Three-quarters of Beijing's 22 million people lined up for COVID-19 tests on Tuesday as authorities in the Chinese capital raced to stamp out a nascent outbreak and avert the debilitating city-wide lockdown that has shrouded Shanghai for a month.
Having seen the struggles of China's commercial hub to meet the basic needs of its increasingly frustrated 25 million residents, people in Beijing were stocking up on food and supplies.
Videos on social media showed people leaning out of Shanghai windows to beat pots and pans in anger, or play "Do you hear the people sing?", a protest anthem from the musical "Les Miserables", on flutes and trumpets.
Beijing hoped to avoid such drama by acting swiftly.
It began tests in its most populous district Chaoyang on Monday morning. By nighttime, authorities listed 10 other districts and one economic development zone for mandatory tests this week, covering a total of 20 million people of which 16 million were scheduled to be screened on Tuesday.
The orders come days after dozens of infections were found. Shanghai waited for about a month and more than 1,000 cases before launching city-wide testing in early April.
Liu Wentao, a Beijing cook, said he was concerned about the new outbreak, but was confident the capital could handle it.
"The virus controls are stronger than in other places, I don't think it will be like Shanghai," he said on his way to get tested.
Beijing recorded 33 new COVID cases for April 25, up from 19 the day before with no deaths reported so far in the outbreak. The total case load is miniscule compared with hundreds of thousands in Shanghai.
Shanghai reported 52 new COVID deaths on Tuesday, up from 51 the day before. That takes the official death toll to 190, all reported from April 17 onwards, although many residents have said relatives or friends died after catching COVID as early as March, casting doubt over the statistics.
In the capital, schools, stores and offices remained open, but the iconic Lama temple would be closed to tourists from Wednesday, while Beijing's National Theater would close for the rest of the month.
Officials have urged residents to refrain from leaving the capital and avoid gatherings for the upcoming April 30-May 4 Labour Day holidays.
Concerns about the economy echoed among residents, businesses and financial markets, with Chinese stocks (.CSI300), (.SSEC) lingering near two-year lows.
"If we can't go to work, there will be no income," said Dewei, 31, who worked at a small Chaoyang gym.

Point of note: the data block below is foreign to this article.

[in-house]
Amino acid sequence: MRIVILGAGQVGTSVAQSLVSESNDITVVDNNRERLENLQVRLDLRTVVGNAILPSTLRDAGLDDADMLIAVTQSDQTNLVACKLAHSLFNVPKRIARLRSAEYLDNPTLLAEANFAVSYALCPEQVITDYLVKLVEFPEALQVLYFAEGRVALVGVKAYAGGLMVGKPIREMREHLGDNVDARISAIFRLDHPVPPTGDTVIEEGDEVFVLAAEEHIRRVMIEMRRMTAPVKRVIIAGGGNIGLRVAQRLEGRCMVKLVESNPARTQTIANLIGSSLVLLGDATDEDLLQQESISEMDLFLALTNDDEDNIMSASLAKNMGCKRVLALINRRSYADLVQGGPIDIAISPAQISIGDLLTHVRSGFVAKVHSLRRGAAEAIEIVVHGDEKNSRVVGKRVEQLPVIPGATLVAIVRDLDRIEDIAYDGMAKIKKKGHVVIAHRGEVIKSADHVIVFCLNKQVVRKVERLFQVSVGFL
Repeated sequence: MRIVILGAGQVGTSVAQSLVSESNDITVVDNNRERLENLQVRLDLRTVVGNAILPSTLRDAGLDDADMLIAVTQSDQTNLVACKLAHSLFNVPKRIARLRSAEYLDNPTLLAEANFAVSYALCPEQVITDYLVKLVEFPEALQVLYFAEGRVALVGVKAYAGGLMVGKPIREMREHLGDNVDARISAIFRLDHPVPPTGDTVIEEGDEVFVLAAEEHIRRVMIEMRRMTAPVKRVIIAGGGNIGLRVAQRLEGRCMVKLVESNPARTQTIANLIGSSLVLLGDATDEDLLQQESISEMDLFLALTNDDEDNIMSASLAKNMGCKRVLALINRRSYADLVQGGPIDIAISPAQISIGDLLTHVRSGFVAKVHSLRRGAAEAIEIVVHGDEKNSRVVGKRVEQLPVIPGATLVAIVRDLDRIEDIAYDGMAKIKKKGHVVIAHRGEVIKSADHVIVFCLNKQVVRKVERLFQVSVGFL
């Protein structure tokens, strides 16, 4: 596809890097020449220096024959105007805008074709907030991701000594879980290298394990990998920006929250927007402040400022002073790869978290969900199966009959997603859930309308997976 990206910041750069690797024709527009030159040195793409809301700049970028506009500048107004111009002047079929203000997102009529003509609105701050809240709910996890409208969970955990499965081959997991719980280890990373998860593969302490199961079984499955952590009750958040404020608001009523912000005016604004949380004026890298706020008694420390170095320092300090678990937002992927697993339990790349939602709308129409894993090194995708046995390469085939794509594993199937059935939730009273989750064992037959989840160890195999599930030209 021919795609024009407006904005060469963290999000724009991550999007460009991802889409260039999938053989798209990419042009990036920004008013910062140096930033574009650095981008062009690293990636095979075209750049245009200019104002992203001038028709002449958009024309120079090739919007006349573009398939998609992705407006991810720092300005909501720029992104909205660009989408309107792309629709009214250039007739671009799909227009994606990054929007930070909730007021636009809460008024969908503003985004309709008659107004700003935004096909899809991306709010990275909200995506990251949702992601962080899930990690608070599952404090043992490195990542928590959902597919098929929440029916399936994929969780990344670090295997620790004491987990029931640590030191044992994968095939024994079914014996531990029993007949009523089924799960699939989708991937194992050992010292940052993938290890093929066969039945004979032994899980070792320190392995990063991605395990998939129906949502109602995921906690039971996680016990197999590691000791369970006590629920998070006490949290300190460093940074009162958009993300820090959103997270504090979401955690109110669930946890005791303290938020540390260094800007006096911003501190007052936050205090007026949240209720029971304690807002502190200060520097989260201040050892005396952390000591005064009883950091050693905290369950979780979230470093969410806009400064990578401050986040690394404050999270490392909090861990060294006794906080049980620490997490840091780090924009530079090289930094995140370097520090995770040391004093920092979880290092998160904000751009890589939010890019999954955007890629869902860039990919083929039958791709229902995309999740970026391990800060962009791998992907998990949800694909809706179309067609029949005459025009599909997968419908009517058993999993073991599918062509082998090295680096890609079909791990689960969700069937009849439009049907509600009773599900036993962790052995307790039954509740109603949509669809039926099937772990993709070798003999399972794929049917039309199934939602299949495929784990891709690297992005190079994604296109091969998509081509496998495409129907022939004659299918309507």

The economic fallout from any lockdown in Beijing is likely to be less severe than that on manufacturing powerhouse Shanghai, a key cog in national and global supply chains.
"In Beijing, I think it has less impact on businesses because most of these positions can be done from home," Beijing-based Joerg Wuttke, president of the European Union Chamber of Commerce, told Reuters.
"There is less trucking involved, there is less packaging involved, there is less production going on."
Hwabao Trust economist Nie Wen estimated a twin Beijing-Shanghai lockdown may trim one percentage point of China's economic output in the second quarter.
That would add to geopolitical and property market headwinds during a key year for President Xi Jinping, widely expected to seek a third leadership term.
"The political implications of sealing off the capital of China would be profound," said Yanzhong Huang, senior fellow with the Council on Foreign Relations, a U.S. think tank, referring to international reputation and social stability risks.
In Shanghai, strict enforcement of measures continued, but plans for a city-wide PCR testing exercise were somewhat derailed by initial forecasts of hail and thunderstorm, later downgraded to cloudy conditions.
While authorities say they have relaxed some curbs, most people are still either confined to their homes or cannot leave their residential compounds. Even those who can go out have few options, with shops and most other venues closed.
In areas where leaving home is allowed, residents were asked to take rapid antigen tests on their own, rather than line up for PCR testing in the rain. In the rest of Shanghai, daily PCR tests remained mandatory.
The prolonged lockdown has fuelled frustration over lost wages, family separation and quarantine conditions, as well as access to medical care and food, with residents struggling to dispose of trash and make basic errands.
The Shanghai government did not immediately comment on signs of growing discontent.
Asymptomatic and symptomatic new cases dropped slightly to 15,319 and 1,661, respectively, while cases outside quarantined areas were flat at 217. Other cities that have been under lockdown began easing restrictions once such cases hit zero.
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